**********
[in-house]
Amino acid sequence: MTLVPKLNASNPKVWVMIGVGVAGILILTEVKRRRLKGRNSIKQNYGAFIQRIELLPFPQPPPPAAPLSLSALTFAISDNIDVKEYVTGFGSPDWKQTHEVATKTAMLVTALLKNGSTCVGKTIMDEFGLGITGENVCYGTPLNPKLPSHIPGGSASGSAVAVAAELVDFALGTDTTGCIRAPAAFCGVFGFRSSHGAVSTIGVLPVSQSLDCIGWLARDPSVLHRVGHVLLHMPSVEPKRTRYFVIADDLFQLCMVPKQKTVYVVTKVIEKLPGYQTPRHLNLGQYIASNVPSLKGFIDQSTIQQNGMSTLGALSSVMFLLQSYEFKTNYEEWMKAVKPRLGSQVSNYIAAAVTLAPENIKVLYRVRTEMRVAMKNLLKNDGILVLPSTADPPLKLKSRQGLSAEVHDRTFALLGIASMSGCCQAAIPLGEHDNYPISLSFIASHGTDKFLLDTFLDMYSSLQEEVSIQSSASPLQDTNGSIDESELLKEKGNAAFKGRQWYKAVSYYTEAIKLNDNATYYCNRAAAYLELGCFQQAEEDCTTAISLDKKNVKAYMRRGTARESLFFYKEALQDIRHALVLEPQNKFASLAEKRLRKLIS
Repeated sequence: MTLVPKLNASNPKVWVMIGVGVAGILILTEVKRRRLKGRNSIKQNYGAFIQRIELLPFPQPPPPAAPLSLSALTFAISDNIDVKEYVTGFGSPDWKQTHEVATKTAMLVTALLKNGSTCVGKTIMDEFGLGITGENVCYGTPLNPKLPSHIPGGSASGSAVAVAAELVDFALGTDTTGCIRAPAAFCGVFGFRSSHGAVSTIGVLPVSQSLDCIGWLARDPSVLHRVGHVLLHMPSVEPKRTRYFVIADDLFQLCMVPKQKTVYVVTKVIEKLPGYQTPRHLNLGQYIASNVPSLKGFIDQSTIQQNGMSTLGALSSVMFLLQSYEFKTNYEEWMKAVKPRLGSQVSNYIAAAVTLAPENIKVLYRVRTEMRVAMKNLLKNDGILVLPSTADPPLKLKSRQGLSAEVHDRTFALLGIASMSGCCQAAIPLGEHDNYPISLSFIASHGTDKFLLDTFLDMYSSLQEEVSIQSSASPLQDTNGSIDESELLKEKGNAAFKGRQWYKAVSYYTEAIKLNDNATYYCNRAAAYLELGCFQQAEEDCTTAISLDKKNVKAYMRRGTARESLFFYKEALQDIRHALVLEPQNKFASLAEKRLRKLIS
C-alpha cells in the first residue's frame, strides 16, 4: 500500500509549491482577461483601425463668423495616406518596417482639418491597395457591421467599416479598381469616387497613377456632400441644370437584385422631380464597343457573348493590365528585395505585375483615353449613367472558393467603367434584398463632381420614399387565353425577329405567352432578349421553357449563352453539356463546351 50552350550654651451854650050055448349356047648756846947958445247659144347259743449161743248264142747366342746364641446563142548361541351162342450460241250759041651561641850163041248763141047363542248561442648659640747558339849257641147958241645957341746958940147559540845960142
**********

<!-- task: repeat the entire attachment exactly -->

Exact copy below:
[in-house]
Amino acid sequence: MTLVPKLNASNPKVWVMIGVGVAGILILTEVKRRRLKGRNSIKQNYGAFIQRIELLPFPQPPPPAAPLSLSALTFAISDNIDVKEYVTGFGSPDWKQTHEVATKTAMLVTALLKNGSTCVGKTIMDEFGLGITGENVCYGTPLNPKLPSHIPGGSASGSAVAVAAELVDFALGTDTTGCIRAPAAFCGVFGFRSSHGAVSTIGVLPVSQSLDCIGWLARDPSVLHRVGHVLLHMPSVEPKRTRYFVIADDLFQLCMVPKQKTVYVVTKVIEKLPGYQTPRHLNLGQYIASNVPSLKGFIDQSTIQQNGMSTLGALSSVMFLLQSYEFKTNYEEWMKAVKPRLGSQVSNYIAAAVTLAPENIKVLYRVRTEMRVAMKNLLKNDGILVLPSTADPPLKLKSRQGLSAEVHDRTFALLGIASMSGCCQAAIPLGEHDNYPISLSFIASHGTDKFLLDTFLDMYSSLQEEVSIQSSASPLQDTNGSIDESELLKEKGNAAFKGRQWYKAVSYYTEAIKLNDNATYYCNRAAAYLELGCFQQAEEDCTTAISLDKKNVKAYMRRGTARESLFFYKEALQDIRHALVLEPQNKFASLAEKRLRKLIS
Repeated sequence: MTLVPKLNASNPKVWVMIGVGVAGILILTEVKRRRLKGRNSIKQNYGAFIQRIELLPFPQPPPPAAPLSLSALTFAISDNIDVKEYVTGFGSPDWKQTHEVATKTAMLVTALLKNGSTCVGKTIMDEFGLGITGENVCYGTPLNPKLPSHIPGGSASGSAVAVAAELVDFALGTDTTGCIRAPAAFCGVFGFRSSHGAVSTIGVLPVSQSLDCIGWLARDPSVLHRVGHVLLHMPSVEPKRTRYFVIADDLFQLCMVPKQKTVYVVTKVIEKLPGYQTPRHLNLGQYIASNVPSLKGFIDQSTIQQNGMSTLGALSSVMFLLQSYEFKTNYEEWMKAVKPRLGSQVSNYIAAAVTLAPENIKVLYRVRTEMRVAMKNLLKNDGILVLPSTADPPLKLKSRQGLSAEVHDRTFALLGIASMSGCCQAAIPLGEHDNYPISLSFIASHGTDKFLLDTFLDMYSSLQEEVSIQSSASPLQDTNGSIDESELLKEKGNAAFKGRQWYKAVSYYTEAIKLNDNATYYCNRAAAYLELGCFQQAEEDCTTAISLDKKNVKAYMRRGTARESLFFYKEALQDIRHALVLEPQNKFASLAEKRLRKLIS
C-alpha cells in the first residue's frame, strides 16, 4: 500500500509549491482577461483601425463668423495616406518596417482639418491597395457591421467599416479598381469616387497613377456632400441644370437584385422631380464597343457573348493590365528585395505585375483615353449613367472558393467603367434584398463632381420614399387565353425577329405567352432578349421553357449563352453539356463546351 50552350550654651451854650050055448349356047648756846947958445247659144347259743449161743248264142747366342746364641446563142548361541351162342450460241250759041651561641850163041248763141047363542248561442648659640747558339849257641147958241645957341746958940147559540845960142